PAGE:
Gov. Phil Murphy stopped short of reducing the richness of health benefits for state employees in his budget proposal Tuesday, leaning on several other ideas, instead, to reduce the state’s health care costs by $800 million.
Those include ideas from Senate President Stephen Sweeney’s Path to Progress plan — which supports reduced benefits and audits of the health benefits utilization — as well as renegotiating contracts with third-party health insurance administrators and pharmacy benefits managers.
“In total, our budget contains roughly $800 million in real and lasting savings in the delivery of public employee health care in the coming fiscal year — a 16 percent year-over-year decrease from the current budget,” Murphy said.
The TPA issue is one that was raised by specialist doctors attempting to prove that insurers were profiting through questionable practices in the way they executed third-party contracts.
State Sen. Paul Sarlo (D-Wood-Ridge) sent a letter to Treasurer Elizabeth Muoio last year to get insight into the issue and has created legislation this year that would hire an auditor to oversee the health plan for the state.
Meanwhile, the state is rebidding the contracts, likely to go to current TPAs Aetna and Horizon Blue Cross Blue Shield of New Jersey, with an estimated savings of $11.9 million, according to Murphy’s proposal.
In addition to those savings, the state will see a reduction of costs related to the out-of-network law —the signature law of state Sen. Joseph Vitale and Assembly Speaker Craig Coughlin (both D-Woodbridge), which Murphy signed into law last year — by $9.6 million.
The state also will save $115 million through reforms in the health benefits plans for state and school employees, which include limits on out-of-network payments for physical therapy, acupuncture, chiropractors and generic drugs.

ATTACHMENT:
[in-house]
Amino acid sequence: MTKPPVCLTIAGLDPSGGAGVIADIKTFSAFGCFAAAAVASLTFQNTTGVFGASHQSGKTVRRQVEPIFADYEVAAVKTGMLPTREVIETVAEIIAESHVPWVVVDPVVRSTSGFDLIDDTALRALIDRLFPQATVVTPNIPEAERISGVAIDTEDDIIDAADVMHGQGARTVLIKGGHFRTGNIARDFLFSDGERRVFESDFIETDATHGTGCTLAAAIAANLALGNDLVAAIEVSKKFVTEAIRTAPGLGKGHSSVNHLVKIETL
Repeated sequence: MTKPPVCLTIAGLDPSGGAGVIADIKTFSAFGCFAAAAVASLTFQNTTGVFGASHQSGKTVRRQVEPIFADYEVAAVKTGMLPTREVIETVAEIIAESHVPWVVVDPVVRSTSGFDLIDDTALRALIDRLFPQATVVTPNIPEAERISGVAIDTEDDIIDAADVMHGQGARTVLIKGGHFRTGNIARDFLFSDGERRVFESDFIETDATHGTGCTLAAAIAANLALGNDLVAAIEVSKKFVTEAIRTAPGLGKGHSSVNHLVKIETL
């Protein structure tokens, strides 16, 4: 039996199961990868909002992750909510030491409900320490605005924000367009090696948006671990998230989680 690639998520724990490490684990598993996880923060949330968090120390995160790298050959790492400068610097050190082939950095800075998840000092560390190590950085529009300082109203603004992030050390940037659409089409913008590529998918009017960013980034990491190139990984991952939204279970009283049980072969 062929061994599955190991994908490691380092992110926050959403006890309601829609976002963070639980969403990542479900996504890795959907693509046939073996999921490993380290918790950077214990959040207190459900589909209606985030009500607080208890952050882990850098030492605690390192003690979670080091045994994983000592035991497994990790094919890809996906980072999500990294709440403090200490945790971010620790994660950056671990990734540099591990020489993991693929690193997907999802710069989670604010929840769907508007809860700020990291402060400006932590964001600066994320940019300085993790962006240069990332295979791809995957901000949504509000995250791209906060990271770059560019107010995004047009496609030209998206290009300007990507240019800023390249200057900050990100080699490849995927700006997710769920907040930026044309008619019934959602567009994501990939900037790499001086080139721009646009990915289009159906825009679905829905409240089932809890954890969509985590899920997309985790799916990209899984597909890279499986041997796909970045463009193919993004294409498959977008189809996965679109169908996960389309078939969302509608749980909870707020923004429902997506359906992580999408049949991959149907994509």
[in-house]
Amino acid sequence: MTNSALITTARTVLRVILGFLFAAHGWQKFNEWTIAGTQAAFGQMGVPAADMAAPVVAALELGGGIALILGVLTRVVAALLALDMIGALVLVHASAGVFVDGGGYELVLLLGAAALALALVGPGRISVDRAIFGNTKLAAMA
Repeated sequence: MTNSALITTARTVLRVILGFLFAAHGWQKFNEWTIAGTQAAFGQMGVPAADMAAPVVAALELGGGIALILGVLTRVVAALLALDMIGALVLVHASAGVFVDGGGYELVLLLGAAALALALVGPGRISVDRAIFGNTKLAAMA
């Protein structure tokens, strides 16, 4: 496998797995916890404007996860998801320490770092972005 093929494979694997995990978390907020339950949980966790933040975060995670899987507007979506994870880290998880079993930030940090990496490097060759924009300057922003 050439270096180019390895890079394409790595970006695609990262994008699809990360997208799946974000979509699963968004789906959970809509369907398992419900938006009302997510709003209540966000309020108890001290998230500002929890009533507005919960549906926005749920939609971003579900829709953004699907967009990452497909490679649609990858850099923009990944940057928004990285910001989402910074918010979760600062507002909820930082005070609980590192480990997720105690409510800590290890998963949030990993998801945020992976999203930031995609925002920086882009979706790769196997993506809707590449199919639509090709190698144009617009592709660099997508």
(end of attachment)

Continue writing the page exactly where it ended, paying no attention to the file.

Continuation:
These are some of the plan design changes that are one step shy of completely reducing benefits from the current platinum metallic level — based on the metallic coverage levels set by the Affordable Care Act — to gold, which is a richer plan design than many private companies offer.
Other health care savings the governor is projecting in order to balance the budget include:
- Shift Quest Diagnostics to in-network: Employers were incurring heavy out-of-network charges for lab work as Quest, which was not in-network with Horizon. Projected savingsof $12.5 million.
- Audit of Express Scripts: Recover funds from the PBM for filling claims that were ineligible in state health plans. Projected savingsof $7.9 million.
- Dependent eligibility audit:An audit is currently underway to determine if employees’ dependents are eligible to receive benefits. Document collection ended March 1 and results of the audit are expected in April. Projected savings of $61 million.
- Social Security disability audit: The state anticipates an audit to ensure spouses of employees who are on Social Security disability use Medicare as a primary payer. Projected savings of $9.4 million.
The audits were mentioned in the Path to Progress plan, which Sweeney (D-West Deptford) has taken on the road with town halls around the state.
The plan suggested an ongoing third-party audit of health care claims, which is similar to the idea baked into Sarlo’s legislation. It also suggested keeping a closer eye on who is signing up for health benefits, especially the list of dependents and of families with multiple state government employees signing up for more than one plan.
Read more from ROI-NJ on the budget:
- Murphy, in budget address, said he will save N.J. more than $1B while pursuing new revenue sources
- Governor supports tax incentives — but wants them capped at $400M annually
- Murphy, saying N.J. could net $30M, proposes to fine firms of 50-plus workers that don’t offer health insurance (at $150 per employee)
- Business, policy leaders mostly agree: Budget proposal is bad for business